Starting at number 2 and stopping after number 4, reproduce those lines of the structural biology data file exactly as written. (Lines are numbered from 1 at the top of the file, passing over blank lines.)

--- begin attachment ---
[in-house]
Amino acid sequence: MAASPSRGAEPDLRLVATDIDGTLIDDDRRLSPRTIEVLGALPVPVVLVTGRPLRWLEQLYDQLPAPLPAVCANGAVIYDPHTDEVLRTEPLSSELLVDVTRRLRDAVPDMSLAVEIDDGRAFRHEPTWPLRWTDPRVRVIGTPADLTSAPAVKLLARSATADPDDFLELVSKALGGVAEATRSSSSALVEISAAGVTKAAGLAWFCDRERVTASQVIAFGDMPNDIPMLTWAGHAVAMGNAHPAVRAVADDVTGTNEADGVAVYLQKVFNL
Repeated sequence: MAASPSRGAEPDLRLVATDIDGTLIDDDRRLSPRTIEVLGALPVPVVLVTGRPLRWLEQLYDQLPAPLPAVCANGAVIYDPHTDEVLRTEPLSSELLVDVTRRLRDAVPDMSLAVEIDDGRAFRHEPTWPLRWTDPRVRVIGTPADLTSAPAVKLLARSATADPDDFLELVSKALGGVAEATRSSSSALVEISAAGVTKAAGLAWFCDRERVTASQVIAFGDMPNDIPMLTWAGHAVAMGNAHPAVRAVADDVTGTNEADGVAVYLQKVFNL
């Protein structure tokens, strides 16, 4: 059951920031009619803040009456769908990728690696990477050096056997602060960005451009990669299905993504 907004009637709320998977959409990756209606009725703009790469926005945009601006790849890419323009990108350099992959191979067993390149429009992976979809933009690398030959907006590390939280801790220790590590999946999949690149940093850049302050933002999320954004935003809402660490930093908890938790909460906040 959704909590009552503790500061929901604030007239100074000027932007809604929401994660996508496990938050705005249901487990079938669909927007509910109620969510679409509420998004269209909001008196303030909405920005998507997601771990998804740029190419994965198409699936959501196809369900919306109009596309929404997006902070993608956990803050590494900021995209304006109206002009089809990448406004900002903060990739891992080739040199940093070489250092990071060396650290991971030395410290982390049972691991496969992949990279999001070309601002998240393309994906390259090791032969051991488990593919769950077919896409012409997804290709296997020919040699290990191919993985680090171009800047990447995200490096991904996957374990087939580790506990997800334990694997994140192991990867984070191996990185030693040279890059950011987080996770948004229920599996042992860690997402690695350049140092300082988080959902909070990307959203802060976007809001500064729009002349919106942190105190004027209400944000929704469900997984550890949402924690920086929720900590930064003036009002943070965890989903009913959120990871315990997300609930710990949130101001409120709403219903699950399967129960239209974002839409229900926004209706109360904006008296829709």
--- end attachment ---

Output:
Amino acid sequence: MAASPSRGAEPDLRLVATDIDGTLIDDDRRLSPRTIEVLGALPVPVVLVTGRPLRWLEQLYDQLPAPLPAVCANGAVIYDPHTDEVLRTEPLSSELLVDVTRRLRDAVPDMSLAVEIDDGRAFRHEPTWPLRWTDPRVRVIGTPADLTSAPAVKLLARSATADPDDFLELVSKALGGVAEATRSSSSALVEISAAGVTKAAGLAWFCDRERVTASQVIAFGDMPNDIPMLTWAGHAVAMGNAHPAVRAVADDVTGTNEADGVAVYLQKVFNL
Repeated sequence: MAASPSRGAEPDLRLVATDIDGTLIDDDRRLSPRTIEVLGALPVPVVLVTGRPLRWLEQLYDQLPAPLPAVCANGAVIYDPHTDEVLRTEPLSSELLVDVTRRLRDAVPDMSLAVEIDDGRAFRHEPTWPLRWTDPRVRVIGTPADLTSAPAVKLLARSATADPDDFLELVSKALGGVAEATRSSSSALVEISAAGVTKAAGLAWFCDRERVTASQVIAFGDMPNDIPMLTWAGHAVAMGNAHPAVRAVADDVTGTNEADGVAVYLQKVFNL
């Protein structure tokens, strides 16, 4: 059951920031009619803040009456769908990728690696990477050096056997602060960005451009990669299905993504 907004009637709320998977959409990756209606009725703009790469926005945009601006790849890419323009990108350099992959191979067993390149429009992976979809933009690398030959907006590390939280801790220790590590999946999949690149940093850049302050933002999320954004935003809402660490930093908890938790909460906040 959704909590009552503790500061929901604030007239100074000027932007809604929401994660996508496990938050705005249901487990079938669909927007509910109620969510679409509420998004269209909001008196303030909405920005998507997601771990998804740029190419994965198409699936959501196809369900919306109009596309929404997006902070993608956990803050590494900021995209304006109206002009089809990448406004900002903060990739891992080739040199940093070489250092990071060396650290991971030395410290982390049972691991496969992949990279999001070309601002998240393309994906390259090791032969051991488990593919769950077919896409012409997804290709296997020919040699290990191919993985680090171009800047990447995200490096991904996957374990087939580790506990997800334990694997994140192991990867984070191996990185030693040279890059950011987080996770948004229920599996042992860690997402690695350049140092300082988080959902909070990307959203802060976007809001500064729009002349919106942190105190004027209400944000929704469900997984550890949402924690920086929720900590930064003036009002943070965890989903009913959120990871315990997300609930710990949130101001409120709403219903699950399967129960239209974002839409229900926004209706109360904006008296829709």